ly under the noses of these horses lay two men, each wrapped in a blanket, with his head pillowed on his saddle, and his rifle close at his side. Both were also sound asleep.
About a mile distant from the spot on which those sleepers rested, there grew another small bush, and under its sheltering boughs, in the snuggest conceivable hole, nestled a grouse, or prairie hen, also sound asleep, with its head lost in feathers, and its whole rotund aspect conveying the idea of extreme comfort and good living. Now, we do not draw the reader's attention to that bird because of its rarity, but because of the fact that it was unwittingly instrumental in influencing the fortunes of the two sleepers above referred to.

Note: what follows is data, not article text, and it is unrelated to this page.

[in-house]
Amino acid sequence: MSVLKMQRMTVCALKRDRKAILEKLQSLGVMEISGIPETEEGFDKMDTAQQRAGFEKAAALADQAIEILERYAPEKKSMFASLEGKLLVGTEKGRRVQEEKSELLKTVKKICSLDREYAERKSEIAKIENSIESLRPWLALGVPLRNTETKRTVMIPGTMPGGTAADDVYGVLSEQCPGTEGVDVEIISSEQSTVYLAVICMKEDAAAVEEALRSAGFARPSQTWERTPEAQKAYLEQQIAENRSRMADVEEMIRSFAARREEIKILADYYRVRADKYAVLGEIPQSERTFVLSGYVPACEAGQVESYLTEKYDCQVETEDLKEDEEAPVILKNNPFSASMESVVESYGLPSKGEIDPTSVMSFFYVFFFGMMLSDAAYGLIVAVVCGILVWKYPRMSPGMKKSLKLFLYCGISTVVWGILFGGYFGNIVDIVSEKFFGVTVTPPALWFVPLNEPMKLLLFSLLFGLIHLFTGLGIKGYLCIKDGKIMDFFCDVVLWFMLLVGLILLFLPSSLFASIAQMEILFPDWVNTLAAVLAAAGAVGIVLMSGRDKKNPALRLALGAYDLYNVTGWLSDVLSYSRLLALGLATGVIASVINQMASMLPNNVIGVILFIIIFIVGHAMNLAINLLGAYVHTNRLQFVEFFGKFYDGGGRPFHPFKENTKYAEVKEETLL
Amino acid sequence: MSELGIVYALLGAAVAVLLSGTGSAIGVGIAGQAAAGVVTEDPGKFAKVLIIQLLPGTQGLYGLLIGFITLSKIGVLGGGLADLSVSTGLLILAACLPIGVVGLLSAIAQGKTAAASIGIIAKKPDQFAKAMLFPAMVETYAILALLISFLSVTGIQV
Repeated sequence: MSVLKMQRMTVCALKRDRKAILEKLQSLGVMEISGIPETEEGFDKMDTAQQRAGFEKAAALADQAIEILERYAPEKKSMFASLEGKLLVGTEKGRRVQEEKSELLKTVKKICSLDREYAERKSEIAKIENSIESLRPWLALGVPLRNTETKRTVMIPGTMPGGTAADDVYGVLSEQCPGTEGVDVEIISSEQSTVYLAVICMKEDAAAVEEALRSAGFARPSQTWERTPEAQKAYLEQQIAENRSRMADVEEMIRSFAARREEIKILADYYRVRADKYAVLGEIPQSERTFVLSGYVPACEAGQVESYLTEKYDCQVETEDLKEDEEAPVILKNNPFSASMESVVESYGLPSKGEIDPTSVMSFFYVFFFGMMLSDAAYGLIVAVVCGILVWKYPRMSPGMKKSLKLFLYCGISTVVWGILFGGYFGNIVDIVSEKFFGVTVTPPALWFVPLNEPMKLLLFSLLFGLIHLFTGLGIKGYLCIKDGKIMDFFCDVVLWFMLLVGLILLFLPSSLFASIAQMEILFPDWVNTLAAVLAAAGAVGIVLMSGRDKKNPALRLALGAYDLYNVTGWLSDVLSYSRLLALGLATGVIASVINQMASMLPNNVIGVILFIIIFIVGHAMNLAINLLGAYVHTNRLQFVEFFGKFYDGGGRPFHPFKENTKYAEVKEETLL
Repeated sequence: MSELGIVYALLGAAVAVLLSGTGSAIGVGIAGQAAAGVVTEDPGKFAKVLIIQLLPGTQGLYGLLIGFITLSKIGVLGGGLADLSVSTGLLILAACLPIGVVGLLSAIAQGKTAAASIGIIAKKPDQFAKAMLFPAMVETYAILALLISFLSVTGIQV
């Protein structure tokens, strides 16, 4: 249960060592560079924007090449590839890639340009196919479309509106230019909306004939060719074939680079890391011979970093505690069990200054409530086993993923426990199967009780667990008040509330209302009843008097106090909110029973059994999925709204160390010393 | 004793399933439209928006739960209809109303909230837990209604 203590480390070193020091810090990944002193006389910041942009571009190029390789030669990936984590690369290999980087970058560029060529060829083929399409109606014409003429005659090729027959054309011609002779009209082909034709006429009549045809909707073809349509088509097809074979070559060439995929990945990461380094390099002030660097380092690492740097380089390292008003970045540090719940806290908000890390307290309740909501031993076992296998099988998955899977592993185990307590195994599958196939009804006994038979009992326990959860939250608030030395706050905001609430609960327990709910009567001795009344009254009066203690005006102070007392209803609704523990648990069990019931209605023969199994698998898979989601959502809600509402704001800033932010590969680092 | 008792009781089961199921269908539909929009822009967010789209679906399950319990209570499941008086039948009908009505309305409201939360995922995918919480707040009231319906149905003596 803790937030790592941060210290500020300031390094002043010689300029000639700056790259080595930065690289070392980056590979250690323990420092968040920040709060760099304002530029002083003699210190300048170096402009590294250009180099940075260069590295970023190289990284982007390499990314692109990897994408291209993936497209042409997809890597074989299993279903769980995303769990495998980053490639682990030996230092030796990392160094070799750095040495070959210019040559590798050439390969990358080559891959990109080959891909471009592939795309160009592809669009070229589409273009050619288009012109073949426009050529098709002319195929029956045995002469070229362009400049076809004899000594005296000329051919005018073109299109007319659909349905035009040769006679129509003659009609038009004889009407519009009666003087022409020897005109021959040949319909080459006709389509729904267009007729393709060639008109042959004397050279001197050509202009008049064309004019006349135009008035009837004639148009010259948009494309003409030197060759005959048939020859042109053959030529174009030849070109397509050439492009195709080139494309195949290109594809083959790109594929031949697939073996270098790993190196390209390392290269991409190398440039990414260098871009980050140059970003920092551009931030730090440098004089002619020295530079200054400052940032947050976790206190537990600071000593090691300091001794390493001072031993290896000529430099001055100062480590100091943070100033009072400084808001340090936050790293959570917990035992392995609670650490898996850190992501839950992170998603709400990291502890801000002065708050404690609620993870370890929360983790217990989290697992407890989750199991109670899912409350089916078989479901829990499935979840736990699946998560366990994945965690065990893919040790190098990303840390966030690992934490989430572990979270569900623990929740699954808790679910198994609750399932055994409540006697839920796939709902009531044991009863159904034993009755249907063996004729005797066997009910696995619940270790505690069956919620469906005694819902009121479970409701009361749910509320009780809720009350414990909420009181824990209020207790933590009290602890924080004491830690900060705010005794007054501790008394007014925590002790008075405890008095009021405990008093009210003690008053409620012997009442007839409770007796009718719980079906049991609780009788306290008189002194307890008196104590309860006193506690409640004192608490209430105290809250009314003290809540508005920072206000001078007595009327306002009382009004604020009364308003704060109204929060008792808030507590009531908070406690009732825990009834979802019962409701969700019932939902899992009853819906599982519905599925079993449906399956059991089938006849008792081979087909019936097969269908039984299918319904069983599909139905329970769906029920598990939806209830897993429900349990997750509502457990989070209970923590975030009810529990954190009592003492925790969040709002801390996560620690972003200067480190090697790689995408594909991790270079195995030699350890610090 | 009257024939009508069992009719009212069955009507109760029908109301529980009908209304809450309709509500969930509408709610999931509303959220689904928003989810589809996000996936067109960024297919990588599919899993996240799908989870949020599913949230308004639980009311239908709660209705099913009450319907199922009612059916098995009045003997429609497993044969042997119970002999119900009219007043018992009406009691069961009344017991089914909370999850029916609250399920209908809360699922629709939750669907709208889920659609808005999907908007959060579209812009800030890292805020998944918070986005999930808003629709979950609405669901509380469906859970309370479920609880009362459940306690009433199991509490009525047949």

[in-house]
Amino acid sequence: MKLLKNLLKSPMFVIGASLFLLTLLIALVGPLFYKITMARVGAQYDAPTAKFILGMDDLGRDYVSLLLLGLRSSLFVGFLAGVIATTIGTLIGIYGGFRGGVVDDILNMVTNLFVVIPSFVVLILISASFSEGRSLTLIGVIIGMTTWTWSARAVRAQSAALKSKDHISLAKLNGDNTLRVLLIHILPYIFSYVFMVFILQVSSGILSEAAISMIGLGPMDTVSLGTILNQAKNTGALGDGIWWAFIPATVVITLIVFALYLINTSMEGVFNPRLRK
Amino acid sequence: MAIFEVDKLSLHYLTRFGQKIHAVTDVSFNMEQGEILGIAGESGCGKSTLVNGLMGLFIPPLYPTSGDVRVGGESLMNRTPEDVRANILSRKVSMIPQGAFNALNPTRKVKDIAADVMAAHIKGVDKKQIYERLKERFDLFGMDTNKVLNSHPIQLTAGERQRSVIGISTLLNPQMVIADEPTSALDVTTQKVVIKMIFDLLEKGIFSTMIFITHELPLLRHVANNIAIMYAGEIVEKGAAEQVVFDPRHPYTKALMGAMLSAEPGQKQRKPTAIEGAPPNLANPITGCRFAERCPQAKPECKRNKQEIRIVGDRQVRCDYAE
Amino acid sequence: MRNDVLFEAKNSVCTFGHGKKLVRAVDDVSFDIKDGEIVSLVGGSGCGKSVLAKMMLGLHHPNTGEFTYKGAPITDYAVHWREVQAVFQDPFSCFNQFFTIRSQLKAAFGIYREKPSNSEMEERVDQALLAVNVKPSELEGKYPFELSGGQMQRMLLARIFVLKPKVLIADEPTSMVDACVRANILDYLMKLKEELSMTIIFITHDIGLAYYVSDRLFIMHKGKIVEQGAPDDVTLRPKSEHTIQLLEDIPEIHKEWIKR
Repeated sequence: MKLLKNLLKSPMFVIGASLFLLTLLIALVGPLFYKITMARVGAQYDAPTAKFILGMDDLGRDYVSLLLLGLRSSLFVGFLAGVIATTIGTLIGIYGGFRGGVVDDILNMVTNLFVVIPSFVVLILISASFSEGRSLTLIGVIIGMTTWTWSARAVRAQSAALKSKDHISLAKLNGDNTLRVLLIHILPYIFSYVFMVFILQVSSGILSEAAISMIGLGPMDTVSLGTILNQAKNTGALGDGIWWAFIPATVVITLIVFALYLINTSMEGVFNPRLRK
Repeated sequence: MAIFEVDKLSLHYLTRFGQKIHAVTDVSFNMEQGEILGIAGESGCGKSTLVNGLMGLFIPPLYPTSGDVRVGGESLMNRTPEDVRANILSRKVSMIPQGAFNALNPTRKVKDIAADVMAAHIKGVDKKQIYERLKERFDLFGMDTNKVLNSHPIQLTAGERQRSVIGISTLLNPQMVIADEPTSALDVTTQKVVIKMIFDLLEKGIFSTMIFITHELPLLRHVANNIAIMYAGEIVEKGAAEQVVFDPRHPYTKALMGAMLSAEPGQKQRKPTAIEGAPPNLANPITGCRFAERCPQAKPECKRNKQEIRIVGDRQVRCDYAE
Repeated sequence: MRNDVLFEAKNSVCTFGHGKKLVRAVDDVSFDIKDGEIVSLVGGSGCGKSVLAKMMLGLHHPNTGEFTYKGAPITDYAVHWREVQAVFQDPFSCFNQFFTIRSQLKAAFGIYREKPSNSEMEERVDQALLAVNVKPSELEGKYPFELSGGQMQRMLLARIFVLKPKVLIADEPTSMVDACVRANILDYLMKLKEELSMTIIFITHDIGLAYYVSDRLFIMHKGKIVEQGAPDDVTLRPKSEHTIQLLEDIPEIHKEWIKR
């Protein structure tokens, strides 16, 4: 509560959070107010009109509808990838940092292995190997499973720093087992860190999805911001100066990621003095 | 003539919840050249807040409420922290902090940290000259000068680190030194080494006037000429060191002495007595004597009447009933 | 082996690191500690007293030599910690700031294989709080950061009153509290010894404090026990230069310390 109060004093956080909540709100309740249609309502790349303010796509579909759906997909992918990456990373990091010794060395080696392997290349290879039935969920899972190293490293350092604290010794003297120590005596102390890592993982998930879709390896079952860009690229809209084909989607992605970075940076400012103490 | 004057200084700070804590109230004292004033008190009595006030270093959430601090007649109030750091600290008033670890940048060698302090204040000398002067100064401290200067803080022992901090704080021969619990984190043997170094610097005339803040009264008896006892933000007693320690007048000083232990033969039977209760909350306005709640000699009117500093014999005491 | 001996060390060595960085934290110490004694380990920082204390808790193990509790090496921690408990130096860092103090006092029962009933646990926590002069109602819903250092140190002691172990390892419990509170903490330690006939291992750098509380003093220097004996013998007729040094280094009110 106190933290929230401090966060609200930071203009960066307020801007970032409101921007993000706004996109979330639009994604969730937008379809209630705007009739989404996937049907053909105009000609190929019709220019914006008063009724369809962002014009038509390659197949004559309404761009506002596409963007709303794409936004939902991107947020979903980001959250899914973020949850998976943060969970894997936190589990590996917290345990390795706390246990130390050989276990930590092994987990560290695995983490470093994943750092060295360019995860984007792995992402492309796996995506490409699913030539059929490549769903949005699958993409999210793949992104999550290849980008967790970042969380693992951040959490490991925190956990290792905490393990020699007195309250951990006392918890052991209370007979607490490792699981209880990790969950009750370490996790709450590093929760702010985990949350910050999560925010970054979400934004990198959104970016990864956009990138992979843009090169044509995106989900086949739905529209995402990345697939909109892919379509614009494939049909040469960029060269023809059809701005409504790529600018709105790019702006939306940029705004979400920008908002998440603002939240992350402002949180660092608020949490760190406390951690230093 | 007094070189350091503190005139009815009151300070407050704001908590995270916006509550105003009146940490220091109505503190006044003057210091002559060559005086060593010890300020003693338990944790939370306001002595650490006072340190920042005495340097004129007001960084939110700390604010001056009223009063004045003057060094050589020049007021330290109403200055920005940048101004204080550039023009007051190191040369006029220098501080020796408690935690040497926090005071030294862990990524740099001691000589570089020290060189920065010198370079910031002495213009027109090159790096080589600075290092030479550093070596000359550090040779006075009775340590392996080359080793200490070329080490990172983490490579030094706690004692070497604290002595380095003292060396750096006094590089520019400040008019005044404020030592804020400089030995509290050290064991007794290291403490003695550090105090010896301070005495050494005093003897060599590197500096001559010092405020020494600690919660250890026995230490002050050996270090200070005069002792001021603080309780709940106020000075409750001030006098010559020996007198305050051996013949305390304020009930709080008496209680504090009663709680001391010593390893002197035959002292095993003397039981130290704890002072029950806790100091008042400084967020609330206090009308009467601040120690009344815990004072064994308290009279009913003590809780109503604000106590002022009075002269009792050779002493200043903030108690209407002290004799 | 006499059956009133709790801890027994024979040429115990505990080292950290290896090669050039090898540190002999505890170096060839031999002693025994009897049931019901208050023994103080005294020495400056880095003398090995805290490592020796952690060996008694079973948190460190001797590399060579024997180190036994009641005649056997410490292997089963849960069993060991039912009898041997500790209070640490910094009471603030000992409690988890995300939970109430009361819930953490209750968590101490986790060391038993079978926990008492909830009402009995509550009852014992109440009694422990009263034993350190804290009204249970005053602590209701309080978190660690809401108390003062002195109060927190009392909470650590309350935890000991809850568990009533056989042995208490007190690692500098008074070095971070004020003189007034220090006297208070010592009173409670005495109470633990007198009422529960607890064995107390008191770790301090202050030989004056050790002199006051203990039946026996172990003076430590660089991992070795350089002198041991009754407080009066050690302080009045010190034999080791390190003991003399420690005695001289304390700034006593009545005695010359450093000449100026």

The sun in his upward march overtopped a prairie wave, and his rays, darting onward, struck the bosom of the prairie hen, and awoke it. Looking up quickly with one eye, it seemed to find the glare too strong, winked at the sun, and turned the other eye. With this it winked also, then got up, fl